521 F2d 1 United States v. Cortez
521 F.2d 1
UNITED STATES of America, Plaintiff-Appellee,
Rolando CORTEZ and Gilberto Castaneda, Defendants-Appellants.
United States Court of Appeals,
Oct. 9, 1975.
Sherman A. Ross, Houston, Tex., for Cortez.
Keith B. Browne, Kingsville, Tex., for Castaneda.
Edward B. McDonough, Jr., U. S. Atty., Anna E. Stool, Asst. U. S. Atty., Houston, Tex., for plaintiff-appellee.
Appeals from the United States District Court for the Southern District of Texas.
Before GEWIN, GOLDBERG and DYER, Circuit Judges.
GEWIN, Circuit Judge:
Appellant Cortez was convicted of conspiracy to import and possess, with intent to distribute a controlled substance (300 pounds of marijuana), in violation of §§ 841(a)(1), 846, 952(a) and 963 of the Controlled Substances Act, 21 U.S.C. § 801 Et seq. (1970). He appeals from this judgment of conviction, rendered after a jury verdict, under Count I of a three count indictment. Appellant Castaneda was convicted under an identical count and was also convicted under Count III of an indictment, which charged him with unlawful possession, with intent to distribute, a controlled substance, in violation of § 841(a)(1) of the Act. Castaneda appeals from this judgment of conviction, which was rendered after he waived trial by jury. The sentences of the two appellants were identical except that Cortez was sentenced to four years imprisonment, but Castaneda was sentenced to only three years imprisonment. Finding no merit in the contentions of either appellant, we affirm the judgments of conviction and the sentences rendered as a result thereof.
On June 27, 1974, Customs Officer Garcia and Deputy Sheriff Espinosa were patrolling an area of Falcon Lake,1 Texas, known as "Oscar's Cove", which is near Zapata, Texas. At the cove, Officer Garcia discovered signs of a boat (or boats) having landed and evidence of what appeared to have been burlap bags being dragged on the shoreline.
The two officers, accompanied by two other deputies, returned to the area later in the evening and placed it under surveillance. At approximately 3 a. m. Garcia saw lights in the vicinity of the landing and at about 5:30 an automobile pulled up to the gate at the entrance of the cove road. There were at least two occupants in the vehicle because one party opened the gate while the other turned off the car's lights and drove through the gate and toward the landing. The four law enforcement officers were unable to see either the vehicle or the two occupants clearly enough to formulate a description of them on this occasion.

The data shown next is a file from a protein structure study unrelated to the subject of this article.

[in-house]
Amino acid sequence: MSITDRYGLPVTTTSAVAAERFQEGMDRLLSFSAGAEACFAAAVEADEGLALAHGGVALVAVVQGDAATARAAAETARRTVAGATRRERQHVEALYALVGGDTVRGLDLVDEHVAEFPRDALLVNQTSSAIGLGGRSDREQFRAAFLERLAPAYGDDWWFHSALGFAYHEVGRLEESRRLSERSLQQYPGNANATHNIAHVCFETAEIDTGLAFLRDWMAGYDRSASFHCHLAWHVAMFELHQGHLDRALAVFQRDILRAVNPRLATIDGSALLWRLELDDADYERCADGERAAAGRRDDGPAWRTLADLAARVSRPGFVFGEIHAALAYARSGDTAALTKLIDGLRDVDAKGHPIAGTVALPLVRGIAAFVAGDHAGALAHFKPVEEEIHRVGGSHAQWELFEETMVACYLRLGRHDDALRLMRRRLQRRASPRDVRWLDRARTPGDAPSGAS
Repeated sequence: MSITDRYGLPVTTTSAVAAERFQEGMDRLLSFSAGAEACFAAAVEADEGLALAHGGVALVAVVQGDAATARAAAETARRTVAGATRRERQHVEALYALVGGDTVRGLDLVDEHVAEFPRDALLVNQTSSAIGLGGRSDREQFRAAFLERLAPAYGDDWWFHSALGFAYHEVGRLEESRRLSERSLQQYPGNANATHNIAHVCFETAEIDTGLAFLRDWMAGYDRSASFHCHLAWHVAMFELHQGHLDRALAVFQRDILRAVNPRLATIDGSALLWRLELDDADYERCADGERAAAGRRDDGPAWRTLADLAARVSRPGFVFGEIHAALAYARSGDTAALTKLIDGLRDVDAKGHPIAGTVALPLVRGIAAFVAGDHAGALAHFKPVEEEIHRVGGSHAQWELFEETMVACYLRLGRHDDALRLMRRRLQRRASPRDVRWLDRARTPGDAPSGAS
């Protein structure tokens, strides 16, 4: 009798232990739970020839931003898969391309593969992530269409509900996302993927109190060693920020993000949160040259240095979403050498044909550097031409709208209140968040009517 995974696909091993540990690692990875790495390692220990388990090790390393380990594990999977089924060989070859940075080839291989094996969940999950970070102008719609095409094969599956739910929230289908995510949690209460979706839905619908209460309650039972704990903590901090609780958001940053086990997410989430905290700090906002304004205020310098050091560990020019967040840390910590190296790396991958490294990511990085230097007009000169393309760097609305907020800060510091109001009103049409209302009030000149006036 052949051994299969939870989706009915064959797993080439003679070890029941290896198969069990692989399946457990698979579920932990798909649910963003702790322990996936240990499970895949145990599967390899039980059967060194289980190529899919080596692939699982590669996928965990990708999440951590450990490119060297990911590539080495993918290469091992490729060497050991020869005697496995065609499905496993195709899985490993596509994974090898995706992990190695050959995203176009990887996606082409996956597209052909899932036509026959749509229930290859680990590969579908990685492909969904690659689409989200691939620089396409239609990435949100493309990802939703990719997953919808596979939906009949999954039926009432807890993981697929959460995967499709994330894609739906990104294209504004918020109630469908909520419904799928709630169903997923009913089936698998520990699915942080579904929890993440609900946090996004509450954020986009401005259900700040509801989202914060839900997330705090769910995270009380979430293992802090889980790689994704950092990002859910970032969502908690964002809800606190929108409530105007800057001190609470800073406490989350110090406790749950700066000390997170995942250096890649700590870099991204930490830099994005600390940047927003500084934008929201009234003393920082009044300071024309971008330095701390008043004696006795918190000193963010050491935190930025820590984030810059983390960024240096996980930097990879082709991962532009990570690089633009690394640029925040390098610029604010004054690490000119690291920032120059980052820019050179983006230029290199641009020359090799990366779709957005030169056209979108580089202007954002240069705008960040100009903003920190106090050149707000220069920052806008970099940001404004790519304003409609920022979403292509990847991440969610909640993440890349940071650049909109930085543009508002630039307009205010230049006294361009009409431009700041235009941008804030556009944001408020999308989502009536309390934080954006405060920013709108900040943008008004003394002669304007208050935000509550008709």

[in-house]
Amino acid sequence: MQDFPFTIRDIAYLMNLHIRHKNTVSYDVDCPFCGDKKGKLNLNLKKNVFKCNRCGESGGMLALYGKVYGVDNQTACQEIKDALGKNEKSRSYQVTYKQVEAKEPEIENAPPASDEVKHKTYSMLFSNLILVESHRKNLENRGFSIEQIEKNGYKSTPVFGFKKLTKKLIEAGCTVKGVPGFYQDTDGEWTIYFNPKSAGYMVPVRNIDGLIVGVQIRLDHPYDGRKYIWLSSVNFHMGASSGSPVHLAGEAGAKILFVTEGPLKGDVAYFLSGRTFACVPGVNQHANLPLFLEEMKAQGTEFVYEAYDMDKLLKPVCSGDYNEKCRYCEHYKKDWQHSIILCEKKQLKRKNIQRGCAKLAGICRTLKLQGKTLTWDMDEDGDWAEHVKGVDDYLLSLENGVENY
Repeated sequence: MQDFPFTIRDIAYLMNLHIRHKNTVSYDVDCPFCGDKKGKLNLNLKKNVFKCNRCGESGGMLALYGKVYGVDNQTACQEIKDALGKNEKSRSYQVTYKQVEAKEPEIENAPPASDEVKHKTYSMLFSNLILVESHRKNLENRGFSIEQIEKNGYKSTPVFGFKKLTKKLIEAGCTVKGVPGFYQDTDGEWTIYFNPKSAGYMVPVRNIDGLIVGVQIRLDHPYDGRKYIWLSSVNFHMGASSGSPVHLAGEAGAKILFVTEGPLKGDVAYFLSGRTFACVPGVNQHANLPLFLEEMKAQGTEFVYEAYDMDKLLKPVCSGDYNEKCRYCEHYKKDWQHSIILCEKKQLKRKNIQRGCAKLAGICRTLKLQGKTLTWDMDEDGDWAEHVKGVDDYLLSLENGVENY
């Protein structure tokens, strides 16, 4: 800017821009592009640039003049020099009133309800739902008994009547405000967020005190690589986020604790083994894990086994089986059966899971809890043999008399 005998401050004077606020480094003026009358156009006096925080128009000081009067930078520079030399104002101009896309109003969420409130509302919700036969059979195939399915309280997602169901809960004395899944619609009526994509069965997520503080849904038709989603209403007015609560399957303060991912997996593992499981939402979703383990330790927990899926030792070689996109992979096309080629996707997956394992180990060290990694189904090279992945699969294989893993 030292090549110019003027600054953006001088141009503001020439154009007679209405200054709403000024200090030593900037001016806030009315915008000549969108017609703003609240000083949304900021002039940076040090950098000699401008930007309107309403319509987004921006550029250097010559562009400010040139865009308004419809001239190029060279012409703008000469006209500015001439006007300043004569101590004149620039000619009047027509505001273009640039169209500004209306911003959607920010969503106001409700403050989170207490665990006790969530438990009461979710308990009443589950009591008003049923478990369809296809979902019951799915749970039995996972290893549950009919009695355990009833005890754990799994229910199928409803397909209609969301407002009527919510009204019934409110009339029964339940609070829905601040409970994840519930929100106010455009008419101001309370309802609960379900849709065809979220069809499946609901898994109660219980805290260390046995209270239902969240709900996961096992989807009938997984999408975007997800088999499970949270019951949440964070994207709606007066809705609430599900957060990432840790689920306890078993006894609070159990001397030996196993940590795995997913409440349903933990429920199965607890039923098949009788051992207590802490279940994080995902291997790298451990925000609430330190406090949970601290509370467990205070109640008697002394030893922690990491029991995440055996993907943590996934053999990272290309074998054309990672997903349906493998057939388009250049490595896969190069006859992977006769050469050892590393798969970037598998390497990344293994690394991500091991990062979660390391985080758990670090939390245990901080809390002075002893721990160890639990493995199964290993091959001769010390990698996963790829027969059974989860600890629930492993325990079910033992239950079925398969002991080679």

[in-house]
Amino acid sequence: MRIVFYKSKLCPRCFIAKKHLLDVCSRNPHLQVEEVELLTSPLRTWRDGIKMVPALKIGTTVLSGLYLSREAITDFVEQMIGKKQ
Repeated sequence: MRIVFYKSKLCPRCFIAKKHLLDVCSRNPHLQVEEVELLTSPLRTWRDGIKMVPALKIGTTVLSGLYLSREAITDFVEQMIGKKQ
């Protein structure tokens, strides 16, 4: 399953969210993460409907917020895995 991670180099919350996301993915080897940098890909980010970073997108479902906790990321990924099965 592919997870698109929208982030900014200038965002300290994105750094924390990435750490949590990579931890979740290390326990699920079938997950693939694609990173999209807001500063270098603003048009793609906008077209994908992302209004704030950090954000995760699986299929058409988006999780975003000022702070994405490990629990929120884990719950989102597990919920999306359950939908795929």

At this time the two additional county deputies took up positions about one-quarter mile north of the gate on Highway 83. Approximately twenty minutes later, Garcia heard an automobile returning from the landing, again with no lights. A voice said "Take off" and the vehicle drove toward Zapata, with lights still off.
Immediately, Garcia contacted the two deputies in the chase vehicle and ordered pursuit of the suspect automobile. Garcia was unable to locate the owner of the voice which had urged the driver to "Take off", but he did hear the sound of a motorboat moving away. Deputy Espinosa, however, overtook the suspect car within less than a minute and only a mile from the gate.
Appellant Castaneda was the driver; when the trunk was opened pursuant to Espinosa's order, 300 pounds of marijuana, in burlap bags, was found. Appellant Castaneda was arrested and advised of his Miranda2 rights. Subsequently, Castaneda admitted knowledge that the cargo was marijuana and stated that the person who opened the gate was appellant Cortez, that Cortez was to meet him at a service station on Highway 83 and that Cortez owned the car.
Meanwhile, a license check had substantiated the fact that appellant Cortez owned the car. As Deputy Espinosa and another deputy returned from jailing Castaneda to the surveillance area, they observed a man emerging from the brush three-quarters of a mile from Zapata on the Falcon Lake side of the highway.
The man identified himself as Rolando Cortez of Kingsville, Texas, and he was arrested and given the Miranda warnings. Appellant Cortez then began informing the law officers that he and appellant Castaneda had traveled from Kingsville to Laredo, Texas, and that in Laredo the two had been drinking for quite awhile. Further, said Cortez, Castaneda had borrowed his car and never returned. Thus, appellant Cortez claimed, he had set out by foot to walk from Laredo to Kingsville and he was in the process of this trek when arrested near Zapata. Zapata is 60 miles from Laredo.
After the two arrests a customs officer returned to the landing and observed footprints, automobile tire tracks and markings on the bank that appeared to be the result of burlap bags being dragged across it. The officer matched appellant Cortez' shoes with the prints and found that they were identical.